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About Taskfox


Taskfox is a project to uplift some of the things that were learnt from the Ubiquity project into a future version of Firefox. Its aim is to allow users to quickly access information and perform tasks that would normally take several steps to complete.

While the two projects share some common ideas and use cases, the goals are not all the same. Unlike Ubiquity, Taskfox is not a platform, is not intended to bring the user and the web together via language, and will not feature natural language processing. Also unlike Ubiquity, Taskfox will be part of the existing Firefox user interface, and will be localized to all locales that Firefox ships with.

Note: Taskfox is just a codename. Don't expect Firefox to ship using this name.

Goals and non-goals

See the goals and non-goals page.

Use Cases

See the use cases page.

Status & Roadmap

See the project status page and roadmap.



Over 200 thousand people are using Ubiquity daily, with hundreds of command authors, and thousands of commands in the wild. The Herd has seen over 1,200 unique command feeds submitted, many of which contain multiple commands. Commands have been written by the community, extension authors, and developers of websites and web services. The user tutorial is available in 10 languages, thanks to community contributions.

More information:


While Ubiquity continues to be a successful experiment, its audience remains limited to people who:

  • are willing (and brave enough) to experiment with alternative, natural language keyboard style interfaces
  • use web applications extensively for email, calendaring, document editing, online collaboration and most of their day to day tasks
  • understand that the web is a collection of data which can be remixed, mashed together, and edited by users as well as by web developers
  • are familiar with Firefox Add-Ons and willing to install Ubiquity on all their machines
  • know at least some basic English

However, the underlying benefits that Ubiquity offers are far more universal. All internet users perform some set of tasks regularly - and many of these tasks require the same set of steps to be taken every time. The browser should facilitate accomplishing the end-goal and help reduce the number of steps to reach that goal whenever possible.

And that's where Taskfox comes in. The basic idea behind Taskfox is simple: take the time-saving ideas behind Ubiquity, and put them into Firefox. That means allowing users to quickly access information and perform tasks that would normally take several steps to complete. While the two projects share some common ideas and use cases, the goals are not all the same.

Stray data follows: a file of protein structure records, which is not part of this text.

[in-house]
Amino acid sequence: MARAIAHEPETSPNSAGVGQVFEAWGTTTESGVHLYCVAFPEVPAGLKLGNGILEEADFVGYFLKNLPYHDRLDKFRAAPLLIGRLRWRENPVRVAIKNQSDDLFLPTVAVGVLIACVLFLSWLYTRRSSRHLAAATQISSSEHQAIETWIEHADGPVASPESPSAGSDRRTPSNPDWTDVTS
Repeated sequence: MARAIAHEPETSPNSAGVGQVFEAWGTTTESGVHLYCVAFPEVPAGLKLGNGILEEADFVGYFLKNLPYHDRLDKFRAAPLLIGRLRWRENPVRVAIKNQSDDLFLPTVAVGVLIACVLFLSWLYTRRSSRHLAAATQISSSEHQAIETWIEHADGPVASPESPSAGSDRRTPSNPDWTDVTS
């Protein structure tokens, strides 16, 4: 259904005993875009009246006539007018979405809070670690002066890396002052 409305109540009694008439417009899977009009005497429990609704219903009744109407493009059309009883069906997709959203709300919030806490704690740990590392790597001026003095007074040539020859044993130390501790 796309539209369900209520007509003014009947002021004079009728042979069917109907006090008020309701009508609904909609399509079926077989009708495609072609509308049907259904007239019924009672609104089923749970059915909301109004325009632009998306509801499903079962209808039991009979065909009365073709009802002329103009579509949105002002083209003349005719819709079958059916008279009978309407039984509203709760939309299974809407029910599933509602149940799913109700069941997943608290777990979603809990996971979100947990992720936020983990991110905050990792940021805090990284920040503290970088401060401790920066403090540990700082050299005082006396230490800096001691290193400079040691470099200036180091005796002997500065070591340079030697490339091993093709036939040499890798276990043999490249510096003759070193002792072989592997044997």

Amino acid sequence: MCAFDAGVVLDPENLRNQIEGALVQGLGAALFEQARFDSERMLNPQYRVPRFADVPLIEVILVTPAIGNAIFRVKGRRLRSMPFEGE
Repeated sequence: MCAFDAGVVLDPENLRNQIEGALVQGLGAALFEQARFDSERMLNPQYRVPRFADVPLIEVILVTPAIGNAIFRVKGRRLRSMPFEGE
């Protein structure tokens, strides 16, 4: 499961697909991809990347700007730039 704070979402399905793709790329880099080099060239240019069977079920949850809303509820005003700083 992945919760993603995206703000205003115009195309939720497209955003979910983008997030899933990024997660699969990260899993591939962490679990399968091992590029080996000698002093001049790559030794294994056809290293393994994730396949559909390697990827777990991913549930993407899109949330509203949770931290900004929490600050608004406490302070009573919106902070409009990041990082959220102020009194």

Get involved


Join #fx-team on irc.mozilla.org.

Mailing lists

General discussion takes place on the mozilla.dev.apps.firefox newsgroup. This is also accessible via the dev-apps-firefox mailing list and Google Groups.

Get the code

Note: Taskfox is still in the very early stages of development. As such, there are no guarantees as to whether the code will run, do as you expect, or be stable.


Taskfox is in an Incubator Repository at: https://hg.mozilla.org/incubator/taskfox/.

Normal Firefox build procedures apply. At the moment, it is not guaranteed that the tree will be green at any given time.


Pretty much all of the Taskfox related code lives in browser/components/tasks.

Some interesting files to note:

Modified files that don't live under browser/components/tasks are limited to urlbarBindings.xml to act as a shim for Taskfox and various css files for styling.

Latest Builds

Latest builds are always available at: http://people.mozilla.org/~bmcbride/taskfox/latest/

Report a bug

Submit new bugs to Bugzilla. Be sure to add [taskfox] to the whiteboard.

Existing bugs can be found here.

Issues to resolve

User Interactions & Workflows

The general user experience, and the interaction model are still being designed.


See the l10n page.

Contextual suggestions

Contextual suggestions are desirable, but only if they work correctly. This is comparable to Ubiquity's noun-first suggestions. Potentially, FireFox's microformats support could be leveraged for this. For some additional thoughts on this, see http://www.azarask.in/blog/post/new-tabs/

Required resources

  • Metrics on Ubiquity usage
    • Specifically, which are the most popular verbs
  • Help from localizers
  • Many cups of coffee
    • And cake

Additional Resources